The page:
by Dale Hubbert
Many biblical lessons are more easily presented than practiced. Stewardship can certainly fall into that category. Living in a world that seems fascinated by materialism provides a greater danger to become entrapped in the money game. It is not possible to live in our society without an interaction with money. The challenge is to become a good manager.
Preachers have many things in common with the balance of society. They share a need for housing, food, clothing, transportation, medical care, and insurance. Preachers and their families share with society the enjoyment of vacations, hobbies, gifts, and social events. All of these things involve money.
One of the most important things for ministers to know is how to structure their compensation with the congregation that employs them. Ministers are unique in that they occupy a dual status in the eyes of the Internal Revenue Service. Ministers are employees for W-2 purposes and self-employed for social security tax purposes. A significant number of ministers and congregations are not aware of this distinction. Serious consequences could arise if there is a failure to understand and properly prepare for these designations.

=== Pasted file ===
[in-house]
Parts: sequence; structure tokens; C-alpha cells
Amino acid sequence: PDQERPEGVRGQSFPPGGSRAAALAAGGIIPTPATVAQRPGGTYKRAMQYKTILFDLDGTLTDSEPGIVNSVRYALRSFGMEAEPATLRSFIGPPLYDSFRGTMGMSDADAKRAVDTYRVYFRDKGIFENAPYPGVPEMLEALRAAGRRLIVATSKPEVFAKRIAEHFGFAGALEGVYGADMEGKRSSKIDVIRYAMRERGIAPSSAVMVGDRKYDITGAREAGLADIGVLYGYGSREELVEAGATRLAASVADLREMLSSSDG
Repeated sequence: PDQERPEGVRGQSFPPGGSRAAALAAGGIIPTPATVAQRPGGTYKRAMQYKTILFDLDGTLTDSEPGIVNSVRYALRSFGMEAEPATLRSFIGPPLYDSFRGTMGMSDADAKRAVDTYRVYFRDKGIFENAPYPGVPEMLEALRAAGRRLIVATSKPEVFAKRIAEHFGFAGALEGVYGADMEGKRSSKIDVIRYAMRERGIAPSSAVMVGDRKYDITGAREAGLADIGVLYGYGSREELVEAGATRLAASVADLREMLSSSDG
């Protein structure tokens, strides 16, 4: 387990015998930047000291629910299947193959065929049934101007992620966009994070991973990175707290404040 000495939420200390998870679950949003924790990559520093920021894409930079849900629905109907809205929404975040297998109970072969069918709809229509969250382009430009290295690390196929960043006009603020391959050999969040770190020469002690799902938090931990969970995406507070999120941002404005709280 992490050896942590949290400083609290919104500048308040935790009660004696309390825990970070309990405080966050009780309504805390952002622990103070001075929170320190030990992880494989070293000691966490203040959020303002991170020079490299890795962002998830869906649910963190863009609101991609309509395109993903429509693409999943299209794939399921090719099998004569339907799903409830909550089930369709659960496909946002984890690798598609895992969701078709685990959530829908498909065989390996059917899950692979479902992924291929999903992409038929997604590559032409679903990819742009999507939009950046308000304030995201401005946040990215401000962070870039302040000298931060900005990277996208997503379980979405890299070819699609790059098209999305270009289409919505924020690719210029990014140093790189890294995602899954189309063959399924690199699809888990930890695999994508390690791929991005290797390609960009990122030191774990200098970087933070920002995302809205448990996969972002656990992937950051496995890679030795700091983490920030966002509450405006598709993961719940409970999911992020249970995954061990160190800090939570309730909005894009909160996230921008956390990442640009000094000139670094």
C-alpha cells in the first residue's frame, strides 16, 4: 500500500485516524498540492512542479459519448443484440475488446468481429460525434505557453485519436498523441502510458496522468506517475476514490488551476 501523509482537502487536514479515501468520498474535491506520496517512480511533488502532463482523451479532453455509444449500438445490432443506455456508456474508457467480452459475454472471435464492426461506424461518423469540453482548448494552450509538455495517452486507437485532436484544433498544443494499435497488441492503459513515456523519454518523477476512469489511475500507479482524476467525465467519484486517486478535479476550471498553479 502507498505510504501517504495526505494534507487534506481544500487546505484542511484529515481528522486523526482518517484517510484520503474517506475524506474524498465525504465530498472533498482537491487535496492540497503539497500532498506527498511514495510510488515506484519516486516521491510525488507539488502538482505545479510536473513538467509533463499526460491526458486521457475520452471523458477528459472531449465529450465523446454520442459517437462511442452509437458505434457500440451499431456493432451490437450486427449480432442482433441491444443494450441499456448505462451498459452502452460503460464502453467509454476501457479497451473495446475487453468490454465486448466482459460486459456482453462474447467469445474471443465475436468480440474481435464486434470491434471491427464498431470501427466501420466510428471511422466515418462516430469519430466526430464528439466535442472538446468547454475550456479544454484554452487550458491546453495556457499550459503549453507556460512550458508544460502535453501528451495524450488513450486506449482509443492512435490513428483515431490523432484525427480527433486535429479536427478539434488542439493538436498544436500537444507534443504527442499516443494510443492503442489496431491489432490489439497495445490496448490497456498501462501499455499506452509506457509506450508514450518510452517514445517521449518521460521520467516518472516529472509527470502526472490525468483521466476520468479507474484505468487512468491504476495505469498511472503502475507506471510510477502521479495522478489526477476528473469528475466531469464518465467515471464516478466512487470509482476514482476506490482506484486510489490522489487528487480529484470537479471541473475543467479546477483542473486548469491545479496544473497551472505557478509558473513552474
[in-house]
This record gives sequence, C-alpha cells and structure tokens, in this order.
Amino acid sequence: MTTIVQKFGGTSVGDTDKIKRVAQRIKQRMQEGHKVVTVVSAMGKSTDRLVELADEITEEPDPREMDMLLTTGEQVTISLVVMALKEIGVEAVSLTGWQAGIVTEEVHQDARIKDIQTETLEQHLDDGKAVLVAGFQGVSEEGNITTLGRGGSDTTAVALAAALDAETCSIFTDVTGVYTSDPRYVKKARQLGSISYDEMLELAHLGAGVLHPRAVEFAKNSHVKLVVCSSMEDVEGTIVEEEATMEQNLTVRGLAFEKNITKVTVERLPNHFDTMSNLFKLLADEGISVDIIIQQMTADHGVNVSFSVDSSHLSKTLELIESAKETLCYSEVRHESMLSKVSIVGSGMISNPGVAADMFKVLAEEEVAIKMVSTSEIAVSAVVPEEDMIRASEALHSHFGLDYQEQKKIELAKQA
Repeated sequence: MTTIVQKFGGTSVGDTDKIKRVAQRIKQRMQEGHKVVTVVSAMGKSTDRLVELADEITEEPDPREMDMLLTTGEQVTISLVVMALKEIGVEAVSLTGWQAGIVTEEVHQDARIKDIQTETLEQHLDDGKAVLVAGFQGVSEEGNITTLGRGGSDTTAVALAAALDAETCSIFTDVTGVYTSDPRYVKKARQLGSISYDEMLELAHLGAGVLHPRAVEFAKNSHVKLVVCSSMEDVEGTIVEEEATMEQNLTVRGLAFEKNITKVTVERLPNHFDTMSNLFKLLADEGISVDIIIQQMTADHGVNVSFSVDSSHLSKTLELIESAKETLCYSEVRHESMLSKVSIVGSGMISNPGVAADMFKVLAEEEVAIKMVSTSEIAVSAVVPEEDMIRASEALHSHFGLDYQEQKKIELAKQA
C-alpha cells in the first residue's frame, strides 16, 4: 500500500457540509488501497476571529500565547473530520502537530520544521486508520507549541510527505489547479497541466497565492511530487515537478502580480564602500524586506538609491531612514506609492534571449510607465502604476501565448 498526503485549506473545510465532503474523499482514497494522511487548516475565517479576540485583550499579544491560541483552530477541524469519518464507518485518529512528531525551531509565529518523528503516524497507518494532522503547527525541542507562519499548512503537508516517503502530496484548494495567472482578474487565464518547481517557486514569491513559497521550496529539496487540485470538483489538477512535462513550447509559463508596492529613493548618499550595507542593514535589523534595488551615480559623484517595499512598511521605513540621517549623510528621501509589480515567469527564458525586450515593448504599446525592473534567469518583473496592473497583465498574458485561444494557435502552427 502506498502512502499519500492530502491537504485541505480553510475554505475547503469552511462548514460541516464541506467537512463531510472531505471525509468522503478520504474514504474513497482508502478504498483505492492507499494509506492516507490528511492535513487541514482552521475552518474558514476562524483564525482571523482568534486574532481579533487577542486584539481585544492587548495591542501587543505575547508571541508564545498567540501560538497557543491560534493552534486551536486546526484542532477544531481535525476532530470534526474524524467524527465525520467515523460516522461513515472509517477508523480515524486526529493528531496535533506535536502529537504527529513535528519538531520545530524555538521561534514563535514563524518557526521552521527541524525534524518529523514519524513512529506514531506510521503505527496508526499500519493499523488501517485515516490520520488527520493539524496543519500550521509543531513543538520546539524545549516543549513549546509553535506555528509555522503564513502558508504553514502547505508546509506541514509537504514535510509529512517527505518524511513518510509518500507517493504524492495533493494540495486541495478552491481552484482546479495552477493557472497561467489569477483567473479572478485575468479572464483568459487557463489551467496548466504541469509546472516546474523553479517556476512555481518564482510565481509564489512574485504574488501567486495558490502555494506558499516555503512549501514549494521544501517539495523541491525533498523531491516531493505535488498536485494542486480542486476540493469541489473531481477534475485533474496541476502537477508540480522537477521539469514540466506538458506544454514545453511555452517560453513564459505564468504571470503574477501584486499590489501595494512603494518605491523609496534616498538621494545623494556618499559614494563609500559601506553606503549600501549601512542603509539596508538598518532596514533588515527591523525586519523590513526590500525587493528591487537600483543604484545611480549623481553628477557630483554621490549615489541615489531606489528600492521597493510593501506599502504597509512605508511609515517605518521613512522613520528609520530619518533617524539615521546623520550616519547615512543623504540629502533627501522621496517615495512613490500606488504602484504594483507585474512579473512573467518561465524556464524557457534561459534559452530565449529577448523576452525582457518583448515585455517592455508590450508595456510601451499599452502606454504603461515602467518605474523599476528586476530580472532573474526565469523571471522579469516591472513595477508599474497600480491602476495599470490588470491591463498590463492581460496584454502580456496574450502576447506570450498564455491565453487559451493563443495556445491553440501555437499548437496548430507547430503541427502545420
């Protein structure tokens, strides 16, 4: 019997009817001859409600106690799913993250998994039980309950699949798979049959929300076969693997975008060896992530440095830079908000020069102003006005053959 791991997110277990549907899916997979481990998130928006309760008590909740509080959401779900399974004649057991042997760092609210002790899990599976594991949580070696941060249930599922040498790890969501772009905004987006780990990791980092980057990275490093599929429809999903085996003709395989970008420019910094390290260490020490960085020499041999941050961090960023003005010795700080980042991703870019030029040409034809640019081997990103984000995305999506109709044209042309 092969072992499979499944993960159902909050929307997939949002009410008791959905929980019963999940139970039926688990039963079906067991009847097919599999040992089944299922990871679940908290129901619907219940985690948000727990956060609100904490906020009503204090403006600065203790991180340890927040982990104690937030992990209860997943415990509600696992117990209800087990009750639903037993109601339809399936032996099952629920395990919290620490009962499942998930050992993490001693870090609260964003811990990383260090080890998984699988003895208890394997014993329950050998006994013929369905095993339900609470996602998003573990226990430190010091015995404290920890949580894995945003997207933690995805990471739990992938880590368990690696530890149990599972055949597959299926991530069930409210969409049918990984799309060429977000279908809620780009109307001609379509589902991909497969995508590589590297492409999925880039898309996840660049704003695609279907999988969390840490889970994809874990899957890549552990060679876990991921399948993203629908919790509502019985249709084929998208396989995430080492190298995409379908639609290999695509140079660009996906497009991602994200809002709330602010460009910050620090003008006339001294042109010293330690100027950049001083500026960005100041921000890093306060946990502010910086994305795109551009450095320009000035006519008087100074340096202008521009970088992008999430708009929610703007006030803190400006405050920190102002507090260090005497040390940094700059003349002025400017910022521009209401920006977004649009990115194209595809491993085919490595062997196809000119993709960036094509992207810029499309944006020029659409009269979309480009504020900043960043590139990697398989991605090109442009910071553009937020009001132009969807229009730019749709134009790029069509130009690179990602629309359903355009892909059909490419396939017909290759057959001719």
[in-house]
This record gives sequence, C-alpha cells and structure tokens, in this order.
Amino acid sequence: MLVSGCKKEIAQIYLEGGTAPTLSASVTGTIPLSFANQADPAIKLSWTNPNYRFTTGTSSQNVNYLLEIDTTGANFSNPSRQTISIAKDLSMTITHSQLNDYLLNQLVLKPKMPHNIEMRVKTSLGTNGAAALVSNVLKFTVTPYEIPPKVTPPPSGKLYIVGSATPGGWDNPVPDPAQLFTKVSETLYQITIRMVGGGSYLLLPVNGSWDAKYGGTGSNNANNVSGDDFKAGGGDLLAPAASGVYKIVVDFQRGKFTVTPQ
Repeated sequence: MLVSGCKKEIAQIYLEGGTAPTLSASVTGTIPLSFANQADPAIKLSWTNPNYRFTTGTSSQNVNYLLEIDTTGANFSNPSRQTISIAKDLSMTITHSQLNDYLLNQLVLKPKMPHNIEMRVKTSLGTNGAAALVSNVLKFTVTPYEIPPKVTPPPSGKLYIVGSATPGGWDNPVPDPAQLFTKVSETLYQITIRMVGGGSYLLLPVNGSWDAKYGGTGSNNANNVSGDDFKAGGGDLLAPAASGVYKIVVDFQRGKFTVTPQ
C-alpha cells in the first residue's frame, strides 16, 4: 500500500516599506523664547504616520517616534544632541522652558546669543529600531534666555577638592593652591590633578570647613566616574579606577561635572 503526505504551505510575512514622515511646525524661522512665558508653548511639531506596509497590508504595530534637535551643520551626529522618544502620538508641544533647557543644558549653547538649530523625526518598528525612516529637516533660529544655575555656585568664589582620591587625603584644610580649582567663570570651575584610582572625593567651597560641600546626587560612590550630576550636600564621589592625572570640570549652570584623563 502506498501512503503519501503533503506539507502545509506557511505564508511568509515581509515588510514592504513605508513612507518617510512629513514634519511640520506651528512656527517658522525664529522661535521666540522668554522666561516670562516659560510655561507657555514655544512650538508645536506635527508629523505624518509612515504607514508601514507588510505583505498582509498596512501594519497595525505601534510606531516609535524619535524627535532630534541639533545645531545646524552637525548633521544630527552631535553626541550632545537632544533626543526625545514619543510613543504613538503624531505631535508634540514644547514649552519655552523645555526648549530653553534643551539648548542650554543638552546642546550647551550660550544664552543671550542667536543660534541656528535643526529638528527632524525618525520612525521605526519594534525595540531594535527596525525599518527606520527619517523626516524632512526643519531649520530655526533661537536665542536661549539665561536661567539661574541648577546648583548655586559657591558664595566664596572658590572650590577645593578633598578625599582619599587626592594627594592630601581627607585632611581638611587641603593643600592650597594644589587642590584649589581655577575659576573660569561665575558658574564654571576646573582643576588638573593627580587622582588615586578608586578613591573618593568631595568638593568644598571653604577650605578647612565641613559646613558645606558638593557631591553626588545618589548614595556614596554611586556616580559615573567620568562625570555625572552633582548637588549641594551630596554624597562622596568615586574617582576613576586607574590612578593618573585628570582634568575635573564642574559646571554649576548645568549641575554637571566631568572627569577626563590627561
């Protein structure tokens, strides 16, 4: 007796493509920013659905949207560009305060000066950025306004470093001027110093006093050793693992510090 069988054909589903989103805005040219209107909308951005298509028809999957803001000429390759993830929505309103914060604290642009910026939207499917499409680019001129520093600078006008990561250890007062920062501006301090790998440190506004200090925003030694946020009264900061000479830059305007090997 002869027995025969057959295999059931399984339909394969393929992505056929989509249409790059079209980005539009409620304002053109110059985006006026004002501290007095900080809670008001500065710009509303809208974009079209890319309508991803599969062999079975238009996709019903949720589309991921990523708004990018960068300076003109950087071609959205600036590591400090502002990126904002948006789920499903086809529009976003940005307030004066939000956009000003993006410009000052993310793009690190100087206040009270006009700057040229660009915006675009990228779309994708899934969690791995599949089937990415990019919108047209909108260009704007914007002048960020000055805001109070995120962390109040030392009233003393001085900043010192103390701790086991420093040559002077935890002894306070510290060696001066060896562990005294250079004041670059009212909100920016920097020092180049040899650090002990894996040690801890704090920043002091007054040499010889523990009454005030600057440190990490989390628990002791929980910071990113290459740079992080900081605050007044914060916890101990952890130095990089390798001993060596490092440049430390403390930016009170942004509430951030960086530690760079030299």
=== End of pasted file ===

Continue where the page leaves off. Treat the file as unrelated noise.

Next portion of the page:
Most ministers agree to work for a specified amount of money. Often there are very few if any “company” provided benefits, so the minister is responsible for his own taxes, health insurance, transportation, life insurance and retirement. There are usually expectations of the preacher that will require additional expenditures. All of these matters need to be taken into consideration before a financial agreement is reached. It is prudent, as Luke 14 advises, to truly “count the cost” to see that finances are sufficient to meet obligations, needs, and wants.
A properly drafted compensation plan is one of the most effective tools a minister can have. This plan will take into consideration the unique circumstances of both preachers and the congregation the preacher serves. A valuable component of this document for many ministers is an accountable reimbursement plan. It is not unusual for thousands of dollars to be saved annually by creating this document effectively. I strongly urge ministers to use tax accountants who specialize or at least are very familiar with preachers’ taxes.
Social security is another important area. Self-employment tax is a significant if not the largest part of the tax burden for preachers. Ministers, under certain circumstances, can opt out of paying into the social security system. That decision should be carefully considered as it involves more than just a reduction of tax paid each year. It requires an affirmation that the preacher is conscientiously opposed based on religious conviction to the acceptance of any public insurance that makes payment in the event of death, disability, old age, retirement, or medical care. Many people cannot in good faith make such a declaration.